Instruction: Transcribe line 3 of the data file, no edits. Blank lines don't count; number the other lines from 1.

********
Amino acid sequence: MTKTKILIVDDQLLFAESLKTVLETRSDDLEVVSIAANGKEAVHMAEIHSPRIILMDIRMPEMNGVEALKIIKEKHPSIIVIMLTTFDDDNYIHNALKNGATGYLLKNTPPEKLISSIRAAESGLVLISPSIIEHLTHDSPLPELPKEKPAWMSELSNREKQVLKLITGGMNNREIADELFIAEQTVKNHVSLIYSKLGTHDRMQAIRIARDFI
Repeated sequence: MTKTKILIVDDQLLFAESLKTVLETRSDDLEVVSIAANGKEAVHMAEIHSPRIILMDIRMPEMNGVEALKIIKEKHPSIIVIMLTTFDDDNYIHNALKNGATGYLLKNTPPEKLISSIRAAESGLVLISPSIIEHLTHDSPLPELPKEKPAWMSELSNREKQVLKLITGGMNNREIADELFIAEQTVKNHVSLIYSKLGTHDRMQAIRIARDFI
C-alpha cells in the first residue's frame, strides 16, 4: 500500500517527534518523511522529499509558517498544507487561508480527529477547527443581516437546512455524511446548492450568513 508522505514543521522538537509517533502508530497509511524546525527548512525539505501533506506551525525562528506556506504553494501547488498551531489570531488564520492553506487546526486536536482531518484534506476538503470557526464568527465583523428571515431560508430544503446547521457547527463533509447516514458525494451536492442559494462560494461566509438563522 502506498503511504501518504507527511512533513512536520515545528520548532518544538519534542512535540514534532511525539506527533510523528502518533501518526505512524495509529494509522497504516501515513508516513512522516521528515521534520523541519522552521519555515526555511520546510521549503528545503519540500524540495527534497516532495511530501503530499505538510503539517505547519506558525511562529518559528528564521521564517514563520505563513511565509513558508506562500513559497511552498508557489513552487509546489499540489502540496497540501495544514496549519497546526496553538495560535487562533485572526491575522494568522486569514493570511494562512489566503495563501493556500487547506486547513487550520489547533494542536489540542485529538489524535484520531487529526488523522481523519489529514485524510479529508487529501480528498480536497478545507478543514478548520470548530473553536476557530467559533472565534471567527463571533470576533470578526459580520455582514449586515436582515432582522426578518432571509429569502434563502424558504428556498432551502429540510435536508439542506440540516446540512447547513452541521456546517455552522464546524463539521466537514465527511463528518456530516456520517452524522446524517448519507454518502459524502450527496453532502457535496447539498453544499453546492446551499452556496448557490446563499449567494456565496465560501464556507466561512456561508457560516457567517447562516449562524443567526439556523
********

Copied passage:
C-alpha cells in the first residue's frame, strides 16, 4: 500500500517527534518523511522529499509558517498544507487561508480527529477547527443581516437546512455524511446548492450568513 508522505514543521522538537509517533502508530497509511524546525527548512525539505501533506506551525525562528506556506504553494501547488498551531489570531488564520492553506487546526486536536482531518484534506476538503470557526464568527465583523428571515431560508430544503446547521457547527463533509447516514458525494451536492442559494462560494461566509438563522 502506498503511504501518504507527511512533513512536520515545528520548532518544538519534542512535540514534532511525539506527533510523528502518533501518526505512524495509529494509522497504516501515513508516513512522516521528515521534520523541519522552521519555515526555511520546510521549503528545503519540500524540495527534497516532495511530501503530499505538510503539517505547519506558525511562529518559528528564521521564517514563520505563513511565509513558508506562500513559497511552498508557489513552487509546489499540489502540496497540501495544514496549519497546526496553538495560535487562533485572526491575522494568522486569514493570511494562512489566503495563501493556500487547506486547513487550520489547533494542536489540542485529538489524535484520531487529526488523522481523519489529514485524510479529508487529501480528498480536497478545507478543514478548520470548530473553536476557530467559533472565534471567527463571533470576533470578526459580520455582514449586515436582515432582522426578518432571509429569502434563502424558504428556498432551502429540510435536508439542506440540516446540512447547513452541521456546517455552522464546524463539521466537514465527511463528518456530516456520517452524522446524517448519507454518502459524502450527496453532502457535496447539498453544499453546492446551499452556496448557490446563499449567494456565496465560501464556507466561512456561508457560516457567517447562516449562524443567526439556523